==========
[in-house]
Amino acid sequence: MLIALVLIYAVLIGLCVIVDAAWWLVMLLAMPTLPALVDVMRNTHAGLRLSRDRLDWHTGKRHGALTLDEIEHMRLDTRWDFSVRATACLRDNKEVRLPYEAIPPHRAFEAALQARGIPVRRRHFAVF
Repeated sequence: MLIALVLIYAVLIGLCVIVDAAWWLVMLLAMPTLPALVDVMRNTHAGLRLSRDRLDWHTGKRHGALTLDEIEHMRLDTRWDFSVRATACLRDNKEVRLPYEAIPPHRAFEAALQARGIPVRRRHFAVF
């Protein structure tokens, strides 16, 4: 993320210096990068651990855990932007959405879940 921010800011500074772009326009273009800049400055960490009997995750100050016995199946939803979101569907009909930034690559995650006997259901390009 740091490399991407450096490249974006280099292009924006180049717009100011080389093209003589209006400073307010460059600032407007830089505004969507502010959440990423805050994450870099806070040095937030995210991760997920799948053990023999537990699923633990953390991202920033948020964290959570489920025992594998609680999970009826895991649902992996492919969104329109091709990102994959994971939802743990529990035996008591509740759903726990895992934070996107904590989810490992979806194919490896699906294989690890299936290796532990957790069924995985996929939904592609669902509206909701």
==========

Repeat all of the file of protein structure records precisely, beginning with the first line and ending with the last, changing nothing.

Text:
[in-house]
Amino acid sequence: MLIALVLIYAVLIGLCVIVDAAWWLVMLLAMPTLPALVDVMRNTHAGLRLSRDRLDWHTGKRHGALTLDEIEHMRLDTRWDFSVRATACLRDNKEVRLPYEAIPPHRAFEAALQARGIPVRRRHFAVF
Repeated sequence: MLIALVLIYAVLIGLCVIVDAAWWLVMLLAMPTLPALVDVMRNTHAGLRLSRDRLDWHTGKRHGALTLDEIEHMRLDTRWDFSVRATACLRDNKEVRLPYEAIPPHRAFEAALQARGIPVRRRHFAVF
């Protein structure tokens, strides 16, 4: 993320210096990068651990855990932007959405879940 921010800011500074772009326009273009800049400055960490009997995750100050016995199946939803979101569907009909930034690559995650006997259901390009 740091490399991407450096490249974006280099292009924006180049717009100011080389093209003589209006400073307010460059600032407007830089505004969507502010959440990423805050994450870099806070040095937030995210991760997920799948053990023999537990699923633990953390991202920033948020964290959570489920025992594998609680999970009826895991649902992996492919969104329109091709990102994959994971939802743990529990035996008591509740759903726990895992934070996107904590989810490992979806194919490896699906294989690890299936290796532990957790069924995985996929939904592609669902509206909701």